A Year Later, the Beat Goes On: Clinical Trials of the AbioCor in Seven Very Ill Patients Have Yielded Some Crucial Lessons in Surgical Techniques and Postoperative Care
Underwood, Anne, Newsweek
Byline: Anne Underwood
When Gom Christerson entered Jewish Hospital in Louisville, Ky., last September, he was willing to do almost anything to save his life from his failing heart. "I'll try anything but that," he told cardiac surgeon Laman Gray Jr., nodding to a model of the shiny new AbioCor artificial heart on Gray's desk. But over the next 10 days the AbioCor turned out to be his only option, and Christerson reconsidered--after he learned that the new heart would allow him to abandon his hated low-sodium, low-fat diet and go back to eating seafood and barbecued ribs. Nine months later, Christerson, 71, is home in Central City, Ky., enjoying the best quality of life that he's had in a long time. He plays cards with his friends, visits the local barbershop to catch up on news and chows down on ribs. And best of all, on May 16 he saw the birth of his first great-grandchild, a girl named Ellen Thomas in his honor.
A year ago NEWSWEEK put the AbioCor on its cover. Since then, seven terminally ill men have received the heart as part of a clinical trial. Of those, only two are still alive, including Christerson. And three of the patients have had strokes, apparently related to a design problem that has now been corrected. As a result of the strokes, the trial was briefly suspended. To the layperson, that record may not appear impressive. But doctors point out that no new medical invention performs flawlessly in its first trials. Heart-assist devices, to name just one, have now been implanted with great success in thousands of patients. "But of the first 10 we did here, maybe two worked," says Gray. The AbioCor did more than just work. Within five months of becoming its first recipient, patient Robert Tools had enough energy to talk of starting a new job. (He died in November.) It sustained another patient through gallbladder surgery and a third through lung problems that his natural heart could not have endured. "Its performance has been truly remarkable," Gray says, "and will only improve over time."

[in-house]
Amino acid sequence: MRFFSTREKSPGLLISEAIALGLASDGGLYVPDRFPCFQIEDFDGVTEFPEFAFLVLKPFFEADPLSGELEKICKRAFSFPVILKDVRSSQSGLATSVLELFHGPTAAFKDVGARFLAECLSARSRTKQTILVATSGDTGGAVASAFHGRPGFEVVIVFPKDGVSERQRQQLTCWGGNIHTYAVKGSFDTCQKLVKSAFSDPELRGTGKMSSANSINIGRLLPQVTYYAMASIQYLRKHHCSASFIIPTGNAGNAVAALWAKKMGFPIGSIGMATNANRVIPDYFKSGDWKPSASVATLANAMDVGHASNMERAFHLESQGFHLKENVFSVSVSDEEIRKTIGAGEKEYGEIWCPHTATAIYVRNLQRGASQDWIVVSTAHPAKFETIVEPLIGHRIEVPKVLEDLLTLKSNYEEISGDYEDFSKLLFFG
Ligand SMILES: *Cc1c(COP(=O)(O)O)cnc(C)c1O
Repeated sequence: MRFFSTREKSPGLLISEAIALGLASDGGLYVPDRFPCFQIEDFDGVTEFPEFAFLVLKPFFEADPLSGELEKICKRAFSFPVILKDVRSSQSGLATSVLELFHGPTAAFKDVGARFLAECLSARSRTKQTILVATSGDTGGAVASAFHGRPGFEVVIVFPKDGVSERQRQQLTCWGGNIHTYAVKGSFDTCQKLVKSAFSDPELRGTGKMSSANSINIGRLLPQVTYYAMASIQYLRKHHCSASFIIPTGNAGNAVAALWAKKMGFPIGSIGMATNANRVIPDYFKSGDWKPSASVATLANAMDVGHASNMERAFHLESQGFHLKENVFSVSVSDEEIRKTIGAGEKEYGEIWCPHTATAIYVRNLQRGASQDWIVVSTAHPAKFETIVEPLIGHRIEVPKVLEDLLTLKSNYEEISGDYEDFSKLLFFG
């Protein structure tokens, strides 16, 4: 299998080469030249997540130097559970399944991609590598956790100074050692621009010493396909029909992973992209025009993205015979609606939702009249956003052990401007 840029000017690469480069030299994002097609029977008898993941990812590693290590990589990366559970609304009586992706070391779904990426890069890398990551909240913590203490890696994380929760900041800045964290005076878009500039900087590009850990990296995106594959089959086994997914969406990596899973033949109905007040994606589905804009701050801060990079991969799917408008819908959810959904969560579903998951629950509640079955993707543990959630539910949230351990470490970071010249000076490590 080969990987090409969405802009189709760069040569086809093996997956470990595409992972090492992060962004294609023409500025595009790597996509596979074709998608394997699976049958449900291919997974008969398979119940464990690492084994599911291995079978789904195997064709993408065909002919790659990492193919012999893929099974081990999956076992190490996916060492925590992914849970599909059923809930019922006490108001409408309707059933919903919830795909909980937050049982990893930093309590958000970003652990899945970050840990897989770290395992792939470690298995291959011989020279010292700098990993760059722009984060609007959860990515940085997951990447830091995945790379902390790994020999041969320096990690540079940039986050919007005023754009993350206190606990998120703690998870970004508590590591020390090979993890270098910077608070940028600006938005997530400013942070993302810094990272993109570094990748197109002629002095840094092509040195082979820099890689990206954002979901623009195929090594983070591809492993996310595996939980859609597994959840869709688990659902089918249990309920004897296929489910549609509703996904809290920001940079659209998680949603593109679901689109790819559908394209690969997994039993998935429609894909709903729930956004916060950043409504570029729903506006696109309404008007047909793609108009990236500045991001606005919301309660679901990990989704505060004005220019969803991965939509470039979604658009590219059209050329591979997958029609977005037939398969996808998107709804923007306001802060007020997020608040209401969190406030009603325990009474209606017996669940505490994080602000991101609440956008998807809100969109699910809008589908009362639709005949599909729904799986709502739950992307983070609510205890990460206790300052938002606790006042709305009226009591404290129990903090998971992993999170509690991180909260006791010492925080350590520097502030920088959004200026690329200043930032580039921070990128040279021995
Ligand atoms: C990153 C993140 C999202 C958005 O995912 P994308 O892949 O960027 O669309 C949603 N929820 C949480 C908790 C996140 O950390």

For now, doctors are still on a steep learning curve, refining surgical techniques and perfecting regimens for postoperative care. But their greatest challenge has been preventing strokes. Abiomed, the heart's manufacturer, halted implantations in January to ferret out the source of the problem. It turned out to be four plastic struts that crisscrossed over the heart's left in-take valve. The designers had added these struts for technical reasons when the heart was still being tested in calves. But in people, the struts merely provided a static component on which blood could potentially clot, with the clots later breaking off and traveling to the brain to cause strokes. It was a simple decision to take them out, and in April, Abiomed resumed the clinical trial.
The heart has now beat 1.5 billion times in its various recipients without a single mechanical malfunction. "When the software geniuses at Microsoft design a new program, they can't claim that kind of reliability," says Dr. …